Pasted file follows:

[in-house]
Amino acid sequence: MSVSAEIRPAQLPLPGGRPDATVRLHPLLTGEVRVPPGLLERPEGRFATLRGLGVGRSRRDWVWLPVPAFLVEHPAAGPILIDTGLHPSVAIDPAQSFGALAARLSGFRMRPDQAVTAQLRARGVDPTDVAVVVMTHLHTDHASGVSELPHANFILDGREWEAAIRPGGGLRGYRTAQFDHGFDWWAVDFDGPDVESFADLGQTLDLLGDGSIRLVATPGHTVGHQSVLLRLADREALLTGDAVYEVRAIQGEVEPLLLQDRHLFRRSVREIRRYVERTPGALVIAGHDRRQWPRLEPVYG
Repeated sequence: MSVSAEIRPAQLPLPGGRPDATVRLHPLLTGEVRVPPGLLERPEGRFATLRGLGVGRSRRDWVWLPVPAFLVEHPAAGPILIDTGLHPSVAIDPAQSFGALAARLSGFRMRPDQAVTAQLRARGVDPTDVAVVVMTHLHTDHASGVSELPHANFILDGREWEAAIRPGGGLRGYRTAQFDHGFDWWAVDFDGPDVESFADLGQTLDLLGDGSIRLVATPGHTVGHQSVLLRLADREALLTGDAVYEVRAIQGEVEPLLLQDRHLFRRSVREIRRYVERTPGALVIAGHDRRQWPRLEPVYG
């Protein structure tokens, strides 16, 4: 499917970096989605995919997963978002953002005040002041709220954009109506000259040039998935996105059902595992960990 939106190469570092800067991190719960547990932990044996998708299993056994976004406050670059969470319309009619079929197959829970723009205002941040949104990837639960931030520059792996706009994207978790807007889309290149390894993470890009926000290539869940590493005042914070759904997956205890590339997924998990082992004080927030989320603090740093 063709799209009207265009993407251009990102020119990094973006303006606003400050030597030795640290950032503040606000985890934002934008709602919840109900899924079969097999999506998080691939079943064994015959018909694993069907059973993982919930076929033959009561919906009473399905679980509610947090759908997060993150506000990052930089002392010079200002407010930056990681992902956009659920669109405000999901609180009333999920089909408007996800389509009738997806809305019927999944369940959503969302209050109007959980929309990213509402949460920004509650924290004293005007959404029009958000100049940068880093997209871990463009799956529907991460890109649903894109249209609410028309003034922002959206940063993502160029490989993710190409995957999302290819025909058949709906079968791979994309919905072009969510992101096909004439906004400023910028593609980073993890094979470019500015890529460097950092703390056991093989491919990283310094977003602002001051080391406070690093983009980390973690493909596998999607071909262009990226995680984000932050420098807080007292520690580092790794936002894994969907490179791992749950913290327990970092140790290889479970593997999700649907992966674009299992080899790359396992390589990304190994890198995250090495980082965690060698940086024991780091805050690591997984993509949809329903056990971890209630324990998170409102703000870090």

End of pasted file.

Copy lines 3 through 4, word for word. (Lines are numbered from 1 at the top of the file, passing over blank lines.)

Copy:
Repeated sequence: MSVSAEIRPAQLPLPGGRPDATVRLHPLLTGEVRVPPGLLERPEGRFATLRGLGVGRSRRDWVWLPVPAFLVEHPAAGPILIDTGLHPSVAIDPAQSFGALAARLSGFRMRPDQAVTAQLRARGVDPTDVAVVVMTHLHTDHASGVSELPHANFILDGREWEAAIRPGGGLRGYRTAQFDHGFDWWAVDFDGPDVESFADLGQTLDLLGDGSIRLVATPGHTVGHQSVLLRLADREALLTGDAVYEVRAIQGEVEPLLLQDRHLFRRSVREIRRYVERTPGALVIAGHDRRQWPRLEPVYG
């Protein structure tokens, strides 16, 4: 499917970096989605995919997963978002953002005040002041709220954009109506000259040039998935996105059902595992960990 939106190469570092800067991190719960547990932990044996998708299993056994976004406050670059969470319309009619079929197959829970723009205002941040949104990837639960931030520059792996706009994207978790807007889309290149390894993470890009926000290539869940590493005042914070759904997956205890590339997924998990082992004080927030989320603090740093 063709799209009207265009993407251009990102020119990094973006303006606003400050030597030795640290950032503040606000985890934002934008709602919840109900899924079969097999999506998080691939079943064994015959018909694993069907059973993982919930076929033959009561919906009473399905679980509610947090759908997060993150506000990052930089002392010079200002407010930056990681992902956009659920669109405000999901609180009333999920089909408007996800389509009738997806809305019927999944369940959503969302209050109007959980929309990213509402949460920004509650924290004293005007959404029009958000100049940068880093997209871990463009799956529907991460890109649903894109249209609410028309003034922002959206940063993502160029490989993710190409995957999302290819025909058949709906079968791979994309919905072009969510992101096909004439906004400023910028593609980073993890094979470019500015890529460097950092703390056991093989491919990283310094977003602002001051080391406070690093983009980390973690493909596998999607071909262009990226995680984000932050420098807080007292520690580092790794936002894994969907490179791992749950913290327990970092140790290889479970593997999700649907992966674009299992080899790359396992390589990304190994890198995250090495980082965690060698940086024991780091805050690591997984993509949809329903056990971890209630324990998170409102703000870090």